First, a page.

The Qualities We Identify As Who We Are

Creative expression is the essential way we communicate and contribute to people. At its best, it demonstrates the spirit of our life, light and love possibilities. Most individuals confuse this with what they were taught to be by their parents, peer group and society. All creative imprinting, where we try to imitate those we admire, distances us from our internal truth and nature. Our authentic expression unifies our being, and we feel pleasure, power and passion when we show up in this way. Being who we are is fun! Being what others want us to be takes effort, distracts us from our purpose and ends up feeling like an obligation or duty. Higher Alignment, after 33 years of research, proposes that there are seven distinct creative expressions on three levels, meaning that each person has a primary, secondary and mental body expression.

HA identifies seven qualities of expression (from most masculine to most feminine): Implementer, Orchestrator, Investigator, Storyteller, Visionary, Compassionate and Inventor. Implementers are personal achievers who enjoy being productive and philosophical. Orchestrators are big-picture planners who coordinate groups. Investigators are assimilators who structure, then teach what they learn. Storytellers are group leaders who use humor and activities to unify communities. Visionaries are also group leaders who unify emotions and promote ideals. Compassionates are personal loving-wisdom advocates who serve others wherever they are. Inventors are outside-the-box problem solvers and rebels who try to change the world, one idea at a time. Since we each have three expressions, you will likely see yourself in at least three of the creative qualities.

Actualizing our creative expressions means embodying its associated qualities. To be effective, we need to internalize and identify with its perspective to operate from that quality. Ironically, the more we deny our creative expressions (due to parental imprinting), the more oppositional we become to offering our gifts. For example, the gift of Inventors is that they are change-agents who empower creative choice in others. When an Inventor denies their creative nature, they become opposed to change and afraid to take action. The three levels of expression—primary, secondary and mental body—help us to embody our expressions by deepening our consciousness through intent, content and context lessons. Intent lessons ground us in physical doing so we can see and appreciate Beauty. Content lessons stimulate our emotions and thoughts to create our own truth and wisdom. Context lessons help us to perceive differences in goodness, where we can be authentic.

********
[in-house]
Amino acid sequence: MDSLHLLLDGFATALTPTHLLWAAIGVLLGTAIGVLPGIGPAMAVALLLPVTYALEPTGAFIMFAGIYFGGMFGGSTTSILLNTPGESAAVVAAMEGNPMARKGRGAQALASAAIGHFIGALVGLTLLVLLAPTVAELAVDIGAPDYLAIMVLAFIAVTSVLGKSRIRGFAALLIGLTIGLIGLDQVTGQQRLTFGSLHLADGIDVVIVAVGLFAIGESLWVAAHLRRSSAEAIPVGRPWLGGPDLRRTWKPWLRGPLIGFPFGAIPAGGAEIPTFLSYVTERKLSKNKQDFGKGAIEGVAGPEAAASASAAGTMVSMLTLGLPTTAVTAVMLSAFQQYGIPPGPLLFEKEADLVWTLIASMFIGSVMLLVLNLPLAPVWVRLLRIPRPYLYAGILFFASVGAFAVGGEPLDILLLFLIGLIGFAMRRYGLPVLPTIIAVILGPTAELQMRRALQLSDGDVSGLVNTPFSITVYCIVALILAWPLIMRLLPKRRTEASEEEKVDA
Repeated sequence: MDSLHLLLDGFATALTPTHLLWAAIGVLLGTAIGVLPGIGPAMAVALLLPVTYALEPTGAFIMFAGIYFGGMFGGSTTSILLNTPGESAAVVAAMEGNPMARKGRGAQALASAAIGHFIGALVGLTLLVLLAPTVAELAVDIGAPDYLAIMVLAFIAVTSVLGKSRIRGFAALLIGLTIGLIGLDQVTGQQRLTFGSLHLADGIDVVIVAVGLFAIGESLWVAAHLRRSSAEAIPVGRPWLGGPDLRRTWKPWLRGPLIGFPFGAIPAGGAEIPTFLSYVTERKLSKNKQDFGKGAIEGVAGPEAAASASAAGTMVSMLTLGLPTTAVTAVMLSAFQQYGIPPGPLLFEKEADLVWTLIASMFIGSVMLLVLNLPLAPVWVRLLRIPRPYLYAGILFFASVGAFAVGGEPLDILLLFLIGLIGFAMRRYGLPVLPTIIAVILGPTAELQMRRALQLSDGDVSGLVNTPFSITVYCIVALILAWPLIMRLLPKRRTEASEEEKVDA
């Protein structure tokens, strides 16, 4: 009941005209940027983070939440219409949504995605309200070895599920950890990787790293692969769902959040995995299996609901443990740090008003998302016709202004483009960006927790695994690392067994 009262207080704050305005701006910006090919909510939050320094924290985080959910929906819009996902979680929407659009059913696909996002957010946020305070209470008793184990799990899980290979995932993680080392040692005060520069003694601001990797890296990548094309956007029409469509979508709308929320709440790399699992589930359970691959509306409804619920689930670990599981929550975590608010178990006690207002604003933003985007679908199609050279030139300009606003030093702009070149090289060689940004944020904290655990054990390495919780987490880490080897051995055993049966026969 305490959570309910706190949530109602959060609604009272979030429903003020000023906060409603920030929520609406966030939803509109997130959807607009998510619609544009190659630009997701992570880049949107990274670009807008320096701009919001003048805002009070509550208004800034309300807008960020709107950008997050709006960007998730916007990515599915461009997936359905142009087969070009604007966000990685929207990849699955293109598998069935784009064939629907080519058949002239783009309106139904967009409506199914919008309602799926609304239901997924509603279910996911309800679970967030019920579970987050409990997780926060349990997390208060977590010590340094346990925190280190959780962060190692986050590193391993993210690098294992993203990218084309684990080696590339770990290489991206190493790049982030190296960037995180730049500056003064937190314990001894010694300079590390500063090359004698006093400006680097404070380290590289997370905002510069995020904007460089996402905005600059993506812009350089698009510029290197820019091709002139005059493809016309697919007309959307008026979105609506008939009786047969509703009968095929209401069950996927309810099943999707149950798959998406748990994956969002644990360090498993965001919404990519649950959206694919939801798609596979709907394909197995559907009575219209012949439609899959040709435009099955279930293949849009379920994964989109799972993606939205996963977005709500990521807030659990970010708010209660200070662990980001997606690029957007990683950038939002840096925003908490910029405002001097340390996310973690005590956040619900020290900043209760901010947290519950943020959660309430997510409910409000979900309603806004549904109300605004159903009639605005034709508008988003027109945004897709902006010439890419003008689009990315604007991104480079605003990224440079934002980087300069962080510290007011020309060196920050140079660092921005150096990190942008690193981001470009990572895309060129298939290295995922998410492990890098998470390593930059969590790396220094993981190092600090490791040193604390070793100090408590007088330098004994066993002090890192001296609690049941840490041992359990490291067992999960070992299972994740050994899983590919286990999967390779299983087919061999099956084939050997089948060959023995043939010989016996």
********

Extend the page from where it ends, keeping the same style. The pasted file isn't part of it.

We engage our mental body creative expression first. This level bridges unconscious and conscious knowing and is the most often impacted by parental imprinting. We use our mental body expression to manifest what it means to feel safe. For example, a Compassionate mental body, in their desire to be innocent and serve people, places others first. These people become caretakers until they recognize that the lesson is about identifying the people who actually need their support. Instead of becoming exhausted in their efforts, they need to be selective to serve themselves and others equally. This allows Compassionates to regenerate themselves.

We engage our secondary expression to be outwardly successful. Our secondary drives us to be secure and demonstrate our values. The more we are aligned in what we contribute, the more we are noticed, accepted and admired by our bosses and peers. This positive feedback drives us into greater levels of self-affirmation, where we become completely identified with how our secondary works. For example, if we are an Implementer secondary, we jump into projects to make things work quickly and efficiently. We do not notice how people react to our direct approach. In our exuberance, we become the employees who get promoted, but then do not know how to delegate tasks. We eventually need to learn how to be socially aware and include others in our decision-making processes so they can get behind our intentions.

Only twenty percent of Americans engage their primary expression, because we need to go beyond the security of our secondary expression. Our desire is to find an appropriate way to contribute that brings joy and passion into our lives. We know something is missing and realize that our fulfillment is necessary, yet hard to grasp. Stepping into our primary creative expression is a commitment to showing up, so we can learn how to be creatively fulfilled. For example, a primary Visionary sees themselves as growth facilitators because they immediately recognize the desires and patterns of fulfillment their clients and friends possess. Finding the right job could lead to their becoming therapists, product evangelists, doctors, or creating positions for themselves in non-profit organizations. The Visionary’s lesson is to learn how to relax and be with people without pushing them. Everyone wants inspiration, but we all need to choose it.

When we integrate our full creativity, our primary subsumes our secondary and mental body expressions and becomes the leader. This means priorities get established from the top, down. The more conscious we are in our creativity, the easier it is to express our context, content and intent through our feelings and emotions, thoughts and emotions and sensations and feelings. While this may not make sense at the moment, context, content and intent need experiential balance to be connected and integrated. They are what make our creative expressions influential and powerful. Ultimately, we increase our chances of being seen when we integrate our creative nature. Find out more about each of your creative expressions here:

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